Thursday, 16 August 2012
I'm probably alone in this, but I find it disturbing when a story is written as though it were a biography. There is so much authority given to the characters and their actions when the story is apparently real. Reading The Cat's Table this week, I was struck by this very strongly - all the events and characters are written with the "colour" of memoir, as stated by the author. So I asked myself - do people really behave, think, act like this? Maybe. Authors are often very good at reading people, and transcribing what they see around them into the characters they create. But do we put too much faith into this reinterpretation of people, so that we start to read art into reality as well. I suppose this is one of those all time questions - how much does art influence life and how much does is life reflected in art. I suppose I don't like to be so subtly influenced in my understanding - I want things real or not real.Still, if you're looking for something like The Cat's Table, that is fictional but 'real' in its expression, choose Biographical Fiction on askmeaboutbooks.co.uk
Tuesday, 7 August 2012
You know, I've always loved Terry Pratchett books - there's something wonderfully mind bending about them, and at the same time entertaining. I've just finished reading Snuff, though, and I think this time Mr Pratchett has surpassed himself! For those who know anything about the Discworld novels, this one features Commander Sam Vines of the Watch who is an interesting character if only for his integrity in the face of chaos and corruption. I think the thing I like best about this book, however, is the social commentary - everyone should be treated as 'humans' however inhuman they maybe (because of course there are trolls and dwarfs and goblins galore in Discworld stories!). He addresses prejudice, slavery, persecution, corruption and class structure! It's very gently done, but it does challenge your concepts of the worth and value of people, and even the worst characters are treated with a generosity that allows you to understand their motives, however much you might despise their actions. Terry Pratchett doesn't gloss over the basic flaws in his characters, in fact, he draws those things out to be looked at closely, and in that is a freedom to understand yourself and others.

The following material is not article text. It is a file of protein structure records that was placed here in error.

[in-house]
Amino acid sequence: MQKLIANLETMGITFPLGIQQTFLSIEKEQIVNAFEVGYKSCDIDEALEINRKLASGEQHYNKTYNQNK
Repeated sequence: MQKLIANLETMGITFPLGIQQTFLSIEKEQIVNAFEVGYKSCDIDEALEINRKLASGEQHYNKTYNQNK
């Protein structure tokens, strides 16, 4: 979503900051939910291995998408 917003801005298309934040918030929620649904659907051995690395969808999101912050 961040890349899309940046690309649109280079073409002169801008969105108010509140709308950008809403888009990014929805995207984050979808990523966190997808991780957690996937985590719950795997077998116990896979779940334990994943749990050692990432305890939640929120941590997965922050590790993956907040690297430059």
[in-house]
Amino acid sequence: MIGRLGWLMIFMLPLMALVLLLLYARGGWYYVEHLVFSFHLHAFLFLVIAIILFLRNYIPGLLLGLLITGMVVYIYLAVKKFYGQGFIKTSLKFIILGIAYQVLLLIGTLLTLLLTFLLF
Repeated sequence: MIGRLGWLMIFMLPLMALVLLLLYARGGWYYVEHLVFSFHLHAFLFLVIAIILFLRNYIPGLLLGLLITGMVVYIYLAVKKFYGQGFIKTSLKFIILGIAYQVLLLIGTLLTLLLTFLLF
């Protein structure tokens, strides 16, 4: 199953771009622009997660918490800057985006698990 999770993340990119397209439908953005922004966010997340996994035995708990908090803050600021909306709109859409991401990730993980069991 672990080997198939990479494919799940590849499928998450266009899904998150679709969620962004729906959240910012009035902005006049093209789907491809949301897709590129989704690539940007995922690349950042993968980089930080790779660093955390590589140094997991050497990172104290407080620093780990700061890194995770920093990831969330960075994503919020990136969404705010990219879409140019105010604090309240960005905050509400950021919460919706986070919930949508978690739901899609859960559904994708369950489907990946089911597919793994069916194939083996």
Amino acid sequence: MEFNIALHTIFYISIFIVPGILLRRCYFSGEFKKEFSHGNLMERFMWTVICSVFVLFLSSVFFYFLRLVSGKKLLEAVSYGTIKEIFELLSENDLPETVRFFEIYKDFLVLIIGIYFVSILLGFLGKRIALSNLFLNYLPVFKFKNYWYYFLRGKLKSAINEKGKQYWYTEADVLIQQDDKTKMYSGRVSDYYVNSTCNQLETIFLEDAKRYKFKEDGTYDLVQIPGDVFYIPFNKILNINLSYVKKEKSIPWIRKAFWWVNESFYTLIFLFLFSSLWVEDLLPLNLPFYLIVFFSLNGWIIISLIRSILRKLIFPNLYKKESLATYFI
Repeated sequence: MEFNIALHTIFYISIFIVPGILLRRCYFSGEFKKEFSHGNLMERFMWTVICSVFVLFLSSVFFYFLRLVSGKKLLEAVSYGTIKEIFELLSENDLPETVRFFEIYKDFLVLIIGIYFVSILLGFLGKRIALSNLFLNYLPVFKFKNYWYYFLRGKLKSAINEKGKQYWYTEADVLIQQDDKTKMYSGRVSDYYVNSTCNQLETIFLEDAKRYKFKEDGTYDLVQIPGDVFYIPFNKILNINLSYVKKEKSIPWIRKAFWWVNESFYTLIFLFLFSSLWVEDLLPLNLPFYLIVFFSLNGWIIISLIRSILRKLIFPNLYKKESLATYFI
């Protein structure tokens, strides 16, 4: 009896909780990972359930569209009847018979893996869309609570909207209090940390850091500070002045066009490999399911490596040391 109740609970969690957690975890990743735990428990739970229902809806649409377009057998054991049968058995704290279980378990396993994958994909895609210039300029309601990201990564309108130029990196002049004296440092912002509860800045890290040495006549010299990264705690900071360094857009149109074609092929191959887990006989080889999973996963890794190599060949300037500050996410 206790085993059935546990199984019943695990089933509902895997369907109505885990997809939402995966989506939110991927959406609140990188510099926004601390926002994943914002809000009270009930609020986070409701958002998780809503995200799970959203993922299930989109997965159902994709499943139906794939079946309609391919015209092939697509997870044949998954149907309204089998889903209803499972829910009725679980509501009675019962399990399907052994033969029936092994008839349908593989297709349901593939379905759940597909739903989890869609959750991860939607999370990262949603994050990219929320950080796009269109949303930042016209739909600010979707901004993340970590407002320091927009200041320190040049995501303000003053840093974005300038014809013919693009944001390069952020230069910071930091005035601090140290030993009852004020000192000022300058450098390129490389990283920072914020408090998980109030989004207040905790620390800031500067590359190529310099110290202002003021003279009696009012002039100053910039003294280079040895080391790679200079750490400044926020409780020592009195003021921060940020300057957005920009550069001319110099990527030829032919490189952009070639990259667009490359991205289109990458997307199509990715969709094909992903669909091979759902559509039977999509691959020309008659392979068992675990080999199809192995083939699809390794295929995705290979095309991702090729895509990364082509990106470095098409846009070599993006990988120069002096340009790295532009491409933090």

It's one of the great things about Fantasy, I think. You can talk about real people and real situations in a place and time totally removed from the norm, meaning that you can address issues and ideas that might be too complicated in any other setting.Find Snuff on askmeaboutbooks.co.uk choosing 'social commentary' as the main theme. There will be some very different suggestions that come up as well!